The Art of the Muddle

Last week, I missed loads of things that matter, because I was busy with other things that matter (mostly, I’d describe last week as busy with an other thing that mattered: triage of the one parent with four kids while the dear husband and co-parent was out of town). Anyway, I missed the blog entirely (apologies; I decided everyone who reads it would understand) and I missed yoga entirely (apologies to me).

The week before I’d gone to yoga class and at the beginning the teacher made a comment about how yoga helps her to be more loving. I sent an email later (apropos of something else, mostly) in which I told her I’d left class and as I walked across the street, I thought to myself: “Not more loving, but less angry.”

As I wrote it, I thought to myself that it was a remark I both meant and meant jokingly, but actually I felt it. She wrote back: “To me the ultimate gift of yoga is transformation. Embracing anger, moving through it… doing something about a situation we are angry about in a constructive way… then perhaps our heart opens more. I partly meant that yoga helps us love ourselves more, or, offers that possibility. There is no automatic experience (I went to yoga class and now I feel more loving!), no experience we are supposed to have, but there is what we make of the experience we are having and what we do with it -that’s where alignment and yoga come in.”

If life imitates art or art life, then the same must be true of yoga (I knew that, I’ve lived here amongst the yoga peeps for a long time). I get it now, though, in my body and even my heart. When I use the word “practice” I hear the other yoga teacher’s voice in my mind. Even last week, yoga-less in the physical practice, I got that I practiced all week.

Okay, that’s all I will say about yoga for now. I’ll add that I am a believer in practice as the real goods of life. See also, process. People who make things know what I mean. Writers know. My young gymnast does not know that she knows, but she knows. I like practice and I like process. That’s fortunate as I have four kids to instill respect in this to and I happen to live in a little city filled with therapists and yoga teachers.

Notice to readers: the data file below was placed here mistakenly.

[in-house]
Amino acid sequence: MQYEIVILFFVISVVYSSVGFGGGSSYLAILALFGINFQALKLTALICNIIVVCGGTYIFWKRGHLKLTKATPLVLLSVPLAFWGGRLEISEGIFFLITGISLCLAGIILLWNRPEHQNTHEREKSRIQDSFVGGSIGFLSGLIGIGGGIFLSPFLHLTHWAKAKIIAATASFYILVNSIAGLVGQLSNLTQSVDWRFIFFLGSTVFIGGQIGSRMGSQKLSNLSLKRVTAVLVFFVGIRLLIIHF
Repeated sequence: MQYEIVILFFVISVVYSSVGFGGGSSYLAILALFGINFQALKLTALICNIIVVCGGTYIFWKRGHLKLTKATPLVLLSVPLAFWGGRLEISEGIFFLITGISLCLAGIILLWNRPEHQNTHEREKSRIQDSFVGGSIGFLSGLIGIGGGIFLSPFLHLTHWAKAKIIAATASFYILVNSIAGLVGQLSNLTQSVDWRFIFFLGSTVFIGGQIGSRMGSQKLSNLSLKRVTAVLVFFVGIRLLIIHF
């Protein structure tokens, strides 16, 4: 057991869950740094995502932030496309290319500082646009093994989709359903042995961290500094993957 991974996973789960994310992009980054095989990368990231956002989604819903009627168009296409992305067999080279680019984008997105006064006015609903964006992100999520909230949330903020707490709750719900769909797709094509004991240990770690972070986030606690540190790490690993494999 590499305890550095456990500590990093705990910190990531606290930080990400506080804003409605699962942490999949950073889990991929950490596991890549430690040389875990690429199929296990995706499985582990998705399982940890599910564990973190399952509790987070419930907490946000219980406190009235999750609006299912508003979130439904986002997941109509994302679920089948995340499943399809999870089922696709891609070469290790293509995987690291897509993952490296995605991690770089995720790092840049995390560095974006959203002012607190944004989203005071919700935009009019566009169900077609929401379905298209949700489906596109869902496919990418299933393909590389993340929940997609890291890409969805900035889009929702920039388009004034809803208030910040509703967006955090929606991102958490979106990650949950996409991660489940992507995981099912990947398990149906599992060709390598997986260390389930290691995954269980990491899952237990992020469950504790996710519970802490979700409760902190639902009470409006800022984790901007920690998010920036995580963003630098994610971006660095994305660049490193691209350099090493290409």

Above: Chin-up Below: Casting and Candestick

Not unrelated exactly, in my quest a few weeks ago to find glass swizzle sticks (unsuccessful; I got chemistry stirrers), I learned on a cocktail accoutrement site what a muddler is—essentially a pestle for cocktail preparation (more process!).I love the name, as muddle is another word for practice and process when you get down to it, a less fancy, lofty, optimistic one, but one nonetheless.

It’s all I can do not to buy one right now, a muddler.

However, I am grateful for the muddle, both the noun of it and the verb.

Linked today to my essay on Brain, Child, essentially about a by-product of muddle, which is awe, an essay about beds and marriage and Breaking Bad on Full Grown People, also about process and for fun, to this Sesame Street video that parodies Homeland. I’d have given you the Wes Anderson spoof from SNL, but despite how funny it is, spookiness and Halloween aren’t my favorite things and I can’t bring myself to conjure Thursday, not really. I’ll muddle through it! Saskia wants to be a bumblebee and she has both dress and antennae already (score!) and I am one roll of caution tape away from Remy’s costume, so hooray. It’ll be an easy muddle.

And then there’s the hair

Sarah Werthan Buttenwieser

Author: Sarah Werthan Buttenwieser

Sarah Werthan Buttenwieser's work has appeared on the New York Times, Salon, and the Manifest Station amongst other places. Find her on Twitter @standshadows

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